Posted tagged ‘state’

NEO-NATIONALISM’S PREMISES & CONTENTIONS / Promote synergy with civil society in the development path

February 5, 2015

 

NEO-NATIONALISM’S PREMISES & CONTENTIONS / Promote synergy with civil society in the development path

 

Erle Frayne D. Argonza

In the old formulations, development was an exclusive endeavor of state and market players. That is, the directions of development were largely the handiworks of political, bureaucratic and corporate elites. There should be an admission that this structural formulation was a factor in generating the crisis-level ailments of mass poverty, large-scale unemployment, low wages, sluggish growth and dependence. So why retain a formula that had failed us miserably?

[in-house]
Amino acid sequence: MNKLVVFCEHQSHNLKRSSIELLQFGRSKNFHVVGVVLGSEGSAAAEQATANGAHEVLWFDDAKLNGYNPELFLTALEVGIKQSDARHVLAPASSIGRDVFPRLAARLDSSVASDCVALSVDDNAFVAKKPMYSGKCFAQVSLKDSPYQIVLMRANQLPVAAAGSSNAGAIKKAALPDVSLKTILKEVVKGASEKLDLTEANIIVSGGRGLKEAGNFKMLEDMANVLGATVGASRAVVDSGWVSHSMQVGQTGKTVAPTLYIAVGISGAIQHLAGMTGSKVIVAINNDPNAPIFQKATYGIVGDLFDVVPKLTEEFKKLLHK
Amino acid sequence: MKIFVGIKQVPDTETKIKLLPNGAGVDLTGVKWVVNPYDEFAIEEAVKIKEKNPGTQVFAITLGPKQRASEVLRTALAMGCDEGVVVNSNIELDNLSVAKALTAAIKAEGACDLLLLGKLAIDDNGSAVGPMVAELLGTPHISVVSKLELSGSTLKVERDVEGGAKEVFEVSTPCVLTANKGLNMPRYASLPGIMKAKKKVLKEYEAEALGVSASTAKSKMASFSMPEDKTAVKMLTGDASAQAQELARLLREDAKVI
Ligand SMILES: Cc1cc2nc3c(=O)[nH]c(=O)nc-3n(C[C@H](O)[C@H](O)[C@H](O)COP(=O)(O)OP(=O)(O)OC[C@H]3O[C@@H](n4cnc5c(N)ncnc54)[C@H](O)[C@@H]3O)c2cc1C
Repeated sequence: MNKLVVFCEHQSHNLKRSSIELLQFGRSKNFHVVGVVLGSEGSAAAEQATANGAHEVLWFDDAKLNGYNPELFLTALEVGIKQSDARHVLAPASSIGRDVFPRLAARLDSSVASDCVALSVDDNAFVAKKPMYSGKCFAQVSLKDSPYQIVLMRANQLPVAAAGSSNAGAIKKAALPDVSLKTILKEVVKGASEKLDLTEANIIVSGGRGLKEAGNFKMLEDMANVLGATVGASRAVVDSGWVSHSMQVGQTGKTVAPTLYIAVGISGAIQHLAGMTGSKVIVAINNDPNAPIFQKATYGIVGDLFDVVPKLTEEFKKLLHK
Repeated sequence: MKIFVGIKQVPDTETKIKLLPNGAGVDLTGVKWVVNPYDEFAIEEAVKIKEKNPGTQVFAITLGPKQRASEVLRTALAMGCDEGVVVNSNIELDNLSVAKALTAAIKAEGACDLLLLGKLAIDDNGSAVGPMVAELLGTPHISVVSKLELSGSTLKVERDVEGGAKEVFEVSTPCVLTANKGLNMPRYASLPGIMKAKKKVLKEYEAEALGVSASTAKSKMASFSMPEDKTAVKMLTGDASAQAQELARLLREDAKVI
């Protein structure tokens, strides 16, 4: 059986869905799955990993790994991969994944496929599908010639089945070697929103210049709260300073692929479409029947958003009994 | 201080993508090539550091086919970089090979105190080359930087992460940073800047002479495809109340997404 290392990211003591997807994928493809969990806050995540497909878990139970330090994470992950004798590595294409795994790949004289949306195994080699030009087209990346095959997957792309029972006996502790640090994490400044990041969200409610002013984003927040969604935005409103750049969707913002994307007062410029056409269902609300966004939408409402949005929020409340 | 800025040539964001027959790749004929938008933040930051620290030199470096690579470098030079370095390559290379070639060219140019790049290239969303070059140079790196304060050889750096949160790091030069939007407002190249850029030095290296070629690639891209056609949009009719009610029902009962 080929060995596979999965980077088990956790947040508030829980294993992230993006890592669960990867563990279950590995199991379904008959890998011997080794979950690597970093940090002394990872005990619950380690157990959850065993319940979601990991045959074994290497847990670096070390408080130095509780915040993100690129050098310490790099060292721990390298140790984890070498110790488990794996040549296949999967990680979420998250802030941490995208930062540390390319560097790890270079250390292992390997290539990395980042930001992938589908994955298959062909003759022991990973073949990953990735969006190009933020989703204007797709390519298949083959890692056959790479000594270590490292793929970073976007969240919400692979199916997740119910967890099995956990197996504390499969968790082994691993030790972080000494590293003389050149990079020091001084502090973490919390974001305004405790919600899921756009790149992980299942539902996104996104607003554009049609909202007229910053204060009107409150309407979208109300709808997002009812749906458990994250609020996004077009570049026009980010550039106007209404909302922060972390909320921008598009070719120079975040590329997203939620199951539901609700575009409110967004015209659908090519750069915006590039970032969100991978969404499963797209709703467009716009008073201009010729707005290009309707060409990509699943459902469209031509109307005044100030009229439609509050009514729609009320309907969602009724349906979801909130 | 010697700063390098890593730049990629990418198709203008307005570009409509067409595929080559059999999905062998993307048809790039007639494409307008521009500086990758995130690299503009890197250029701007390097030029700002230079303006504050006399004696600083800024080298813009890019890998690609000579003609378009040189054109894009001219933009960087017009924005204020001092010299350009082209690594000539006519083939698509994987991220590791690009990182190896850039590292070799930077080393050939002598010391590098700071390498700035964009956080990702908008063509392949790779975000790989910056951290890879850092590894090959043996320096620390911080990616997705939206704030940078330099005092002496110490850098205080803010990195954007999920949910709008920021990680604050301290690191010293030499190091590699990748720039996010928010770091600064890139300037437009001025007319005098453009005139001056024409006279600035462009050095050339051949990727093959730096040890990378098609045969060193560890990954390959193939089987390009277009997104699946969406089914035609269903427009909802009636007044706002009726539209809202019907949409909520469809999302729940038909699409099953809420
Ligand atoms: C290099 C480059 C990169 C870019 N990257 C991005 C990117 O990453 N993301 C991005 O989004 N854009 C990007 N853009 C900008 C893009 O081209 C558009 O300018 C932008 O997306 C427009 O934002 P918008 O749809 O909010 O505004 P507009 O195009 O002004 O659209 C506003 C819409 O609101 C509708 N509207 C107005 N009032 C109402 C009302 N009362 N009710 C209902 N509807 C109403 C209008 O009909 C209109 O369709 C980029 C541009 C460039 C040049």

The current context, where a dynamic and colossal civil society operates, points to the ever-growing recognition of the potent role of civil society in co-determining the compass of development. At the grassroots level, development efforts will be accelerated to a great extent by involving civil society formations acting as ‘social capital’ base, as studies have positively demonstrated (citations from Peter Evans’ works on ‘state-society synergy’). Insulating the state from grassroots folks, as the same studies have shown, have produced dismal if not tragic effects, e.g. India’s non-involvement of ‘social capital’ in the erection and maintenance of irrigation facilities resulted to program failure in the end.